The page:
Independent Stave Company (ISC). I did things a bit backwards in the world of casks and barrels. I visited Speyside Cooperage, in Scotland first. Here they don’t assemble new barrels, but re-assemble the broken down staves from ex-bourbon and sherry barrels. Still an art form and something I could never do, but unfortunately not easily automated. In America, we have a new oak, charred barrel law for all bourbon. This means we are at the true beginning of the barrels life cycle. This also means that they are the ones cutting fresh staves and getting them through to charring and testing as fast as possible. ISC has been able to automate parts of the barrel making process, but as you will see in my story below, there are some things that must always be done by hand.
I was given a walk-through of the Lebanon, KY ISC facility by Michael who works in quality control. Independent Stave Company began in 1912 and they are currently the world’s largest producers of bourbon barrels. They do work for most of the whiskey brands in North America, but Brown-Forman does have their own coopering facilities. ISC has locations globally including multiple US locations, Chili and Australia. They also make wine and tequila barrels, but the site I visited in Lebanon is specifically for bourbon. They source all of their wood from Missouri oak trees. Each tree is around 100 years old and will produce enough wood for two barrels to be made. The wood arrives to the facility in planks. The planks are then left outside somewhere on site to “season” and increase in moisture content. Each customer can determine how long “seasoning” must go on before their casks are made, but it can last anywhere from 3 months to a year. The planks are then cut again into staves. This is an important part of the process. All of the employees are paid based on quantity/pieces, but if quality is lacking the bad pieces are sent back to them. The incentives to work quickly but with high quality decides your final paycheck. There are specific rules when cutting wood down to staves. There are specifications of how large knots can be and where the knots are located.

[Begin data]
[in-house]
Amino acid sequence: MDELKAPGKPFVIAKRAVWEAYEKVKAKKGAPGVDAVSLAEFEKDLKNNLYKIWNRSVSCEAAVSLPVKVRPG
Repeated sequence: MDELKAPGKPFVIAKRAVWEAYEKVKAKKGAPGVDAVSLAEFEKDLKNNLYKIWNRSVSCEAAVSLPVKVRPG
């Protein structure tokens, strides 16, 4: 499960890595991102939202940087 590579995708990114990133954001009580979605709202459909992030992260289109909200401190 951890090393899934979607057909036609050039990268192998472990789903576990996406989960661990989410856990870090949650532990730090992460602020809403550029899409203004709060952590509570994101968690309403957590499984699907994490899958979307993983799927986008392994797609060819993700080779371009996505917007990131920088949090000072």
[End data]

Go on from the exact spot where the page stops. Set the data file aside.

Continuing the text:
Once the staves are cut they are sent to the next building where the assembly of the barrel begins. Assemblers are different than coopers. Assemblers are picking out the newly cut staves and setting them with temporary wire rings. A bourbon barrel must only be made of 30-32 staves. Picking the right size staves to fit correctly is the crucial part of an assembler’s job. A full bourbon barrel can hold about 53 gallons of liquid. This is much smaller than your typical sherry butt or port pipe. Once assembled with temporary metal rings, the barrel is heated and steamed to set the staves together. It is at this time that the temporary rings are tightened even further. Throughout the whole process is a series of steaming and drying to get the staves as tight as possible and prevent leaks.
The next step is charring. This is where a brand’s standards come back into play. There are multiple levels of charring. Each level means the barrel is torched/charred for a different amount of time. Most brands request a level 4 char or 55 seconds of flame. Maker’s Mark is the most widely known exception and they require a level 3 char which equals 35 seconds of flame. No one really goes below the level 3 mark. The charring is the most automated part of the process. The barrels can easily be rolled through and torched at very consistent and equal levels. It also smelled like s’mores in this part of the facility and that was great too.
After charring, the barrels are sent to the hoopers, where the final metal hoops can be set. To ensure the hoops are set as tight as possible a machine will put upwards of 1500lbs of pressure on each of the 6 hoops. The lightly toasted heads are then placed on each side of the barrel and sealed with an FDA approved glue to get as snug of a fit as possible. They will let this new barrel sit for a few days and as it continues swell. It is not ready for whiskey yet. They will drill the bung hole and then test the barrel multiple times with air and water pressure to check for leaks. This is where the coopers come into play and the déjà vu of the Speyside Cooperage visit in Scotland begins happening. If a leak is found the cooper has two choices: either the hoops are removed and the skilled cooper now has to find a new stave to replace where the leaks were or put cat tail plants in to stop the leaks. Who knew those cat tails I saw on the lakes growing up in New York would end up in Kentucky for use at the cooperage! Assessing the leaks and knowing what is the best solution is the true skill of a cooper. This is the barrels last chance to make it to a distillery for filling. This is also the bottle neck of the process, but there is no way to automate this.
I highly recommend visiting the Independent Stave Cooperage or any cooperage at that. Like many other skills in the whiskey industry, it is an art that still has not been perfected by machines and automation. You can imagine that the brands and ISC work closely together and they recently started a research and development facility. Here they are studying wood, charring and anything else that can aid in the advancement of aging whiskey.